10 More Questions for Calvinists

10 More Questions for Calvinists

1. If it is true that before a person can respond to God, God must irresistibly cause that person’s regeneration, why is God long-suffering, not willing that any should perish (2 Pet. 3:9)?  What’s He waiting for?  Is God long-suffering with Himself, as He waits for Himself to irresistibly and unfailingly bend the human will to faith and conversion? Isn’t it incoherent to believe that God would actively withhold the grace that man needs in order to respond the Gospel, while at the same time be long-suffering toward mankind, not willing that any should perish?  As an aside, the verse in question states that God is long-suffering “to us-ward”.  Doesn’t this imply that salvation is tied at least in some measure to our response?

2. Is there any discernible difference between God “powerfully and unfailingly bend[ing] the human will to faith and conversion”, as the Canons of Dort teach, and God forcing someone to be saved?

3. Is Calvinism essential for salvation?  Does one need to believe Calvinism in order to be saved?  If not, was Spurgeon wrong when he said that “Calvinism is the gospel, and nothing else”?  Was Engelsma wrong when he said that “Calvinism is the Gospel.  Its outstanding doctrines are simply the truths that make up the Gospel.  Departure from Calvinism, therefore, is apostasy from the Gospel of God’s grace in Christ”?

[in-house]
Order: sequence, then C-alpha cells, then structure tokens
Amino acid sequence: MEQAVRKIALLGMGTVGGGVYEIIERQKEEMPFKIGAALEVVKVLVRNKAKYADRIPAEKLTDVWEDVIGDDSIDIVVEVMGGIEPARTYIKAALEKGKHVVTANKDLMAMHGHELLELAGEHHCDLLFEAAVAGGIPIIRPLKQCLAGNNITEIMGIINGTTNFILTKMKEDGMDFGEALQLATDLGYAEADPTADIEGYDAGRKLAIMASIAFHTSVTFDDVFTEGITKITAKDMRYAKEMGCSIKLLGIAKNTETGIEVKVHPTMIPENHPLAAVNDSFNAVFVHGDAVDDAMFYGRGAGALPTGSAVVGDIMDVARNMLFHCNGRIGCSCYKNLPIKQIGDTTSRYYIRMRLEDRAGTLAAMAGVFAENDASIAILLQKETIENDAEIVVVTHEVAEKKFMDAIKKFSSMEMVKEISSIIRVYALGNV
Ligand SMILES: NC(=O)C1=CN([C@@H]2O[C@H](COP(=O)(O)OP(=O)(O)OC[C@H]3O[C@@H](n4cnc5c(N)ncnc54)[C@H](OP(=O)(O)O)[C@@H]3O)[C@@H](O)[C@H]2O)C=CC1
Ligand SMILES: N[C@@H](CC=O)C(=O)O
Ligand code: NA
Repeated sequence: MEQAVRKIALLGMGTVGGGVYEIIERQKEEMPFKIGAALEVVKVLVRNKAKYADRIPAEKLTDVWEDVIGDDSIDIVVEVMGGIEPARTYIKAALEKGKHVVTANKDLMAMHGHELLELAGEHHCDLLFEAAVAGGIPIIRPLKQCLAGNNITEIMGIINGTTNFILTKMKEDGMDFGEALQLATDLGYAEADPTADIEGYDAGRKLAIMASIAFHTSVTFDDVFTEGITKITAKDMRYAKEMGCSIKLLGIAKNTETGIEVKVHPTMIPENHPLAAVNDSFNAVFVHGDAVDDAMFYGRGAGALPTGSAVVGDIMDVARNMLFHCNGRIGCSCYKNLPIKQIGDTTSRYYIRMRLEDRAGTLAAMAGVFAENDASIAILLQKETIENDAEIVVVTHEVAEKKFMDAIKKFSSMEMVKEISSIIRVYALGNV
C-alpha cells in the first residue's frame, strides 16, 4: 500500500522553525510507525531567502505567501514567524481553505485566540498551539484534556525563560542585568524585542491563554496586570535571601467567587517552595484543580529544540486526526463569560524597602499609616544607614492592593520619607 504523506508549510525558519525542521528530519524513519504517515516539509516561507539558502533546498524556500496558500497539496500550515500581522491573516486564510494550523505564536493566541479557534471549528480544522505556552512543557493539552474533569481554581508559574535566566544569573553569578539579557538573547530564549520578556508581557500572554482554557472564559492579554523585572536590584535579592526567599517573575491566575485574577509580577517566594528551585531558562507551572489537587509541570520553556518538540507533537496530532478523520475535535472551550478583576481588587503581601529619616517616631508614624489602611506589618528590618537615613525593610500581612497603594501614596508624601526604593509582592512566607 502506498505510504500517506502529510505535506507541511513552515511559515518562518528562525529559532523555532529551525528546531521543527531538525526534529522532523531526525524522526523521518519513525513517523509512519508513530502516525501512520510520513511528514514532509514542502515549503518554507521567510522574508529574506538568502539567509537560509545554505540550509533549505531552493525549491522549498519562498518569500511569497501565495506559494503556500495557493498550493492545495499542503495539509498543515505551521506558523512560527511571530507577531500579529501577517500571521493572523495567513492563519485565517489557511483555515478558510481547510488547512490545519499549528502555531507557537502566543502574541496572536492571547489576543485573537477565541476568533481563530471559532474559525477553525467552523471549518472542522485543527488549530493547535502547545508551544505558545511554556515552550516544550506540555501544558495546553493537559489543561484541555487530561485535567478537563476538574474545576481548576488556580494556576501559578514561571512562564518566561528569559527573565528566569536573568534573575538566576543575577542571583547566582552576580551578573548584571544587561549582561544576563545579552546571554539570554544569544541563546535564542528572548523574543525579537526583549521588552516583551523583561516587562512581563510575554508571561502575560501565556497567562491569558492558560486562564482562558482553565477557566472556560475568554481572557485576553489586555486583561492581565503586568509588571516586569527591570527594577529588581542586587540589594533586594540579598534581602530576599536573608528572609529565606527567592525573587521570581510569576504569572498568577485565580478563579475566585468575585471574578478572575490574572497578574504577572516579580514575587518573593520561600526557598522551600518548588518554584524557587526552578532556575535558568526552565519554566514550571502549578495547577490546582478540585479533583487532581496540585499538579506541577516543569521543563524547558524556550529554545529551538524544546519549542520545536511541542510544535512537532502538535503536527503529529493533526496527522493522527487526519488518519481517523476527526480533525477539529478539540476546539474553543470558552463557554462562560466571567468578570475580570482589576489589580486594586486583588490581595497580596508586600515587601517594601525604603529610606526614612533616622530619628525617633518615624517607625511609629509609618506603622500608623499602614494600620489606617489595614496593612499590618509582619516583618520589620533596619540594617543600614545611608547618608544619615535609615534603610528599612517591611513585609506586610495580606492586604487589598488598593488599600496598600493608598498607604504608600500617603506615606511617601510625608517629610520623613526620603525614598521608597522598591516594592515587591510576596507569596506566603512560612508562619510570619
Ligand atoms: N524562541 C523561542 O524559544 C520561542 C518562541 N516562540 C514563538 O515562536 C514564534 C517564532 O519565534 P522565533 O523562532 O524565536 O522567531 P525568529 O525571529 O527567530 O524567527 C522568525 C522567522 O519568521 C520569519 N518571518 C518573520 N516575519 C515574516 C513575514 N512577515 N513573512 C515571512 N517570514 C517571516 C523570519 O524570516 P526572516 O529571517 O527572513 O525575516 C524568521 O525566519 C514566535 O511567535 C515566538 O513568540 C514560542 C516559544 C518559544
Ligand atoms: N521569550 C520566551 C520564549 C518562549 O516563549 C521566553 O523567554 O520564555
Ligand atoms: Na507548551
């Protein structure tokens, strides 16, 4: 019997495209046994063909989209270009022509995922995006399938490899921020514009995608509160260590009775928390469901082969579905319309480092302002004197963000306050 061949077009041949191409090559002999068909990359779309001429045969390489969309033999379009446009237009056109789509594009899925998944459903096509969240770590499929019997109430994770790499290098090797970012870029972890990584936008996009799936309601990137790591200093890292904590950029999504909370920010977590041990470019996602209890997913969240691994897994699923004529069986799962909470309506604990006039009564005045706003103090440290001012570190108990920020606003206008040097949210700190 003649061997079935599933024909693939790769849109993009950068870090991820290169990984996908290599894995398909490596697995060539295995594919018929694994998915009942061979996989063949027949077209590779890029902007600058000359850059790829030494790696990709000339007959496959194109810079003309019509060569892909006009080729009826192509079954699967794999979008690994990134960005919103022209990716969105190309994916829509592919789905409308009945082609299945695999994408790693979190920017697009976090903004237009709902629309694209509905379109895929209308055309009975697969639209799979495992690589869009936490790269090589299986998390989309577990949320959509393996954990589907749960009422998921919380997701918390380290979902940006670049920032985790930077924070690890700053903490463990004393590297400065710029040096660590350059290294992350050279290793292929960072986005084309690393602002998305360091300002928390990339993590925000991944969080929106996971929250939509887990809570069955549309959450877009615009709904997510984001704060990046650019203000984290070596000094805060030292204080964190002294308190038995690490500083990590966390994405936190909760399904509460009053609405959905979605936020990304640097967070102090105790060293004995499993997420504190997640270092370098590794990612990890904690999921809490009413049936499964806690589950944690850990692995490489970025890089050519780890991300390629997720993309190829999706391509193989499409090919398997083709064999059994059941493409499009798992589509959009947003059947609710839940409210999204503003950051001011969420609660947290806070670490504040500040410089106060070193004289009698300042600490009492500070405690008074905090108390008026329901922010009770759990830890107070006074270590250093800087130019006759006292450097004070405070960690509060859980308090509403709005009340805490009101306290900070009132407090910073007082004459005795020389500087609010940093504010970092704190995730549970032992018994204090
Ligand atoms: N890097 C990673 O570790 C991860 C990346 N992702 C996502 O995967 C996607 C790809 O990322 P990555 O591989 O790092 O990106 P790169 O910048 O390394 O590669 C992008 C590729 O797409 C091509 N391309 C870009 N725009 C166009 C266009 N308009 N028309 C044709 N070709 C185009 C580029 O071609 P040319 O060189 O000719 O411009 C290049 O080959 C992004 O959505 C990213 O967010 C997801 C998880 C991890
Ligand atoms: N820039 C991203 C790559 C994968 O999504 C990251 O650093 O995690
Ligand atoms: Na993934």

4. Is there anything that the reprobate can do to avoid eternal punishment?  If not, would it be accurate to say that the reprobate do not have a Saviour to save them from their sins?  Would it be accurate to say that Christ did nothing to save the reprobate? Would it be accurate to say that the Gospel is for the elect alone, and that the reprobate therefore have no Gospel to believe, even if they could believe?  Further, would it be just to condemn them for rejecting the Saviour, when they had no Saviour to save them from their sins?

5. If Christ did nothing to save the reprobate, are the reprobate to be commended for their unbelief?  For example, if a reprobate flat-out denies that Christ died for him, isn’t he simply believing the truth that Christ’s death was not for him?  Suppose that the reprobate were to say, “I don’t believe that Christ did anything to save me.”  If Christ did not die for the reprobate who said this, then what he said is accurate, and should he not be commended for his unbelief, insofar as what he believes is the truth?

6. Regarding Jesus’ dealing with the rich young ruler (Luke 18:18-23), is the Calvinistic doctrine of Irresistible Grace compatible with Jesus’ statement that “it is easier for a camel to go through the eye of a needle than for a rich person to enter the kingdom of God” (v.25)?  If Irresistible Grace is true, isn’t it just as true that man’s will would immediately and unfailingly be bent to faith and conversion upon hearing God’s effectual call?  Why would it be harder for a rich person to be saved by God’s unfailingly irresistible calling than what it would be for any other sinner?  Doesn’t this imply that salvation is tied at least in some measure to our response?